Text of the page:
The design studio, models of creativity and the education of future designers BIBAFull-Text 131-137
  Anthony Williams; Michael Ostwald; Hedda Haugen Askland
The design studio is integral to design education. It plays an important role in the training of future designers, representing a key space for experimentation and creative activity. In contrast to other elements of design education, the studio gives students first hand experiences of the design process and the practical aspects of designing. It introduces them to the concept of creativity and gives them experiences of and knowledge about the creative design process. This paper discusses the problems facing the contemporary design studio through an exploration of its development and its relationship to the "romantic" notion of creativity. The paper argues that there is a paradox implicit in current educational practice which is due to the design disciplines' continual fascination with the romantic model of creativity; a model which understands creativity as an, innate, spontaneous ability that cannot be taught or assessed.
Investigating emotions in creative design BIBAFull-Text 138-149
  Corina Sas; Chenyan Zhang
A wealth of research has suggested that emotions play a significant role in the creative problem solving process, but less work has focused on investigating the role of emotions in the design process. This is surprising given that creative problem solving lies at the heart of the design processes. In an exploratory study we interviewed 9 expert designers about their emotions during the design process. The content analysis allowed us to identify the various types of emotions relevant in the design process and to extend Wallas' model of creative problem solving with emotional components for each of its stages. In addition, we identified two important roles of emotions in design and several ways in which expert designers regulate their emotions. We discussed the theoretical and practical applications of our work.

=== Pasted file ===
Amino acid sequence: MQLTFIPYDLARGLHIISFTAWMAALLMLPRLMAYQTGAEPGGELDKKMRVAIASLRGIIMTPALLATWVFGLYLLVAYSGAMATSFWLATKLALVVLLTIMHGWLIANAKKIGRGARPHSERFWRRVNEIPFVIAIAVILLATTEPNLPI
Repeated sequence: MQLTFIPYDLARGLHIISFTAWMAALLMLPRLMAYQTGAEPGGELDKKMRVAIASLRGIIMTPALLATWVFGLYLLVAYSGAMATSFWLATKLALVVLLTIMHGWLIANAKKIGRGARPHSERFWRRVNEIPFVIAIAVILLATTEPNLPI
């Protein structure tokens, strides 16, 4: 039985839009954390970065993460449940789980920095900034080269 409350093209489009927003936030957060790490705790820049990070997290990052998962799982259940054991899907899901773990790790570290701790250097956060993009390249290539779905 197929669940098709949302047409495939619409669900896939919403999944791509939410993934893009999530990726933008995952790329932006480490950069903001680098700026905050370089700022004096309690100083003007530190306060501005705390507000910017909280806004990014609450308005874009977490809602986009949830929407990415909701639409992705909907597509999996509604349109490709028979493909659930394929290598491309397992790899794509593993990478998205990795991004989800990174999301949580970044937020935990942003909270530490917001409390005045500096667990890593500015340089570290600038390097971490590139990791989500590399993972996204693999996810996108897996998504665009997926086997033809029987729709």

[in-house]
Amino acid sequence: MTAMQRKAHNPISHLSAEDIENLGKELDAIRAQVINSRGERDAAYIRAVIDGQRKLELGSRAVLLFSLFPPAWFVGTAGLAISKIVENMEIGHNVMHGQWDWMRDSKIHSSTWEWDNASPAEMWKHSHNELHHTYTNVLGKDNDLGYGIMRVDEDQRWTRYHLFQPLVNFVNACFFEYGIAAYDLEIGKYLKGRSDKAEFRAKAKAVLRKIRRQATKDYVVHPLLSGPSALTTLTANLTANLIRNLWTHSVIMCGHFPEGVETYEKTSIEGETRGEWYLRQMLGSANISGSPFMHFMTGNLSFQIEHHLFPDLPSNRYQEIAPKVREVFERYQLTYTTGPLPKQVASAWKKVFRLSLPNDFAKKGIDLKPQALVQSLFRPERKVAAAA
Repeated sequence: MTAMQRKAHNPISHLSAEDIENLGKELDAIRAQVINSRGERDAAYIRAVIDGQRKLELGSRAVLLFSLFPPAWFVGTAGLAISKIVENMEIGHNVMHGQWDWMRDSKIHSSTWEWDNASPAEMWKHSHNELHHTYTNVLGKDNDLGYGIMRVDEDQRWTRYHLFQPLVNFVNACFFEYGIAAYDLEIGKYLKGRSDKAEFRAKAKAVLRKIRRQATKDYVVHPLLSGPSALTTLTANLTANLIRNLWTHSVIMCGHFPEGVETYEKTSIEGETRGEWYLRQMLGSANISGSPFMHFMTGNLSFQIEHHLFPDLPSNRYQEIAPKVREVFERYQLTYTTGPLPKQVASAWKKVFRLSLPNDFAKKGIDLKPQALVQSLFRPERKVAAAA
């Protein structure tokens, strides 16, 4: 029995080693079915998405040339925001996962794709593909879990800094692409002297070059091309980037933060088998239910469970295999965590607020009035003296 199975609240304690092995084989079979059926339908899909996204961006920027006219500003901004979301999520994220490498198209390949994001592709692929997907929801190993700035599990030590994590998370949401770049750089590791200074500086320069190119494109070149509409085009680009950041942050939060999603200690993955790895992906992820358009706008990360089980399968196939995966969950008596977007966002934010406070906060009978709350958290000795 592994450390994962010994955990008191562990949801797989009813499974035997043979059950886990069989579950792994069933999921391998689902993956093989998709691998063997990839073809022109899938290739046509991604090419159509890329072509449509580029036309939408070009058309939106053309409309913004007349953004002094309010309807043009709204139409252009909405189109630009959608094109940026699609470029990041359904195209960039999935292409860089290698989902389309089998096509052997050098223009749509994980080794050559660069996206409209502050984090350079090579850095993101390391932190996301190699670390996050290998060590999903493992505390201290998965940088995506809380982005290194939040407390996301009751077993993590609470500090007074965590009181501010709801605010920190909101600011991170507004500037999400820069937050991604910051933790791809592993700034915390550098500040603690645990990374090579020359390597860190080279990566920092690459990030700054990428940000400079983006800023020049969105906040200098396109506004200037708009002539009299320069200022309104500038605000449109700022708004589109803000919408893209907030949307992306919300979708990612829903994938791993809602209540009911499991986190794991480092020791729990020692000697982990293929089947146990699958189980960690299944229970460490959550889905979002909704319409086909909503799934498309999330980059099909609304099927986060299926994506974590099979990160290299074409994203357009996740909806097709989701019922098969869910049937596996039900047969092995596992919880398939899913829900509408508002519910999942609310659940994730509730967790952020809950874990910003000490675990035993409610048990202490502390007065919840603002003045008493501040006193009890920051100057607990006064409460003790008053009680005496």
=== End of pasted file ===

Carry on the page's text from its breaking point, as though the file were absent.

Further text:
'Le concert, c'est moi' BIBAFull-Text 150-153
  Nicolas Makelberge
In this paper I elaborate on the common notion of "collaboration" within music. I do so by contrasting what it constituted historically in the context of the piano, to that of some new interfaces of musical expression (NIME) collaborative in particular. By doing so I hope to shine light on the success (or lack there of) of many of these projects -- and ultimately discuss some other realities of academia that might play an determinant role in these musical instruments success "beyond the lab".
BadIdeas 3.0: a method for creativity and innovation in design BIBAFull-Text 154-162
  Paula Alexandra Silva
Creativity and innovation emerge as fundamental requisites in terms of design and development of present-day user interfaces. While conventional user interfaces need to ensure usability, less conventional interfaces additionally require creativity and innovation. In order to nurture these elements throughout the process of design and development of novel user interfaces, the author proposes the use of the BadIdeas 3.0.
   The BadIdeas 3.0 method initially focuses on the generation of bad ideas, which are then submitted to a critical examination. This examination subsequently results in a more convergent analysis of the bad ideas. Later in the method, these ideas are transformed until they are of good use and have materialised into a tangible artefact or idea for future implementation.
   This paper presents the BadIdeas 3.0 method in full, explaining its structure and providing guidelines for its use.
China -- Utzon's desire: the contribution of traditional Chinese art and architecture towards the creativity of Jørn Utzon BIBAFull-Text 163-173
  Chen-Yu Chiu
Although there is irrefutable evidence that Danish architect Jørn Utzon (1918-2008) has drawn various inspirations from traditional Chinese art and architecture, there is a dearth of in-depth historical discussion in extant literature about his affinity with Chinese culture. This paper explores an un-charted domain of modern architectural history about Utzon's creativity in the name of his "China". Utzon's writings and publications in "Chinese style" are examined as the testimony of Utzon's expropriation of a series of ideologies from "China." This paper does not directly focus on Utzon's architectural creations, nor the sources of his "China."
   Despite being a relatively reclusive architect whose publications were few and far-between, "China" had repeatedly appeared as the key theme in many of Utzon's writings and publications during his lifetime. Using these materials as the basis, this paper argues that Utzon's "China" was a critical instrument that would have been vitally important in shaping his inner creativity, responding both his inclination and inspiration. More importantly, Utzon's "China" manifested not only his self-sustaining intention and self-esteem, but also his never-satisfied state of morality, or even anxiety of mind.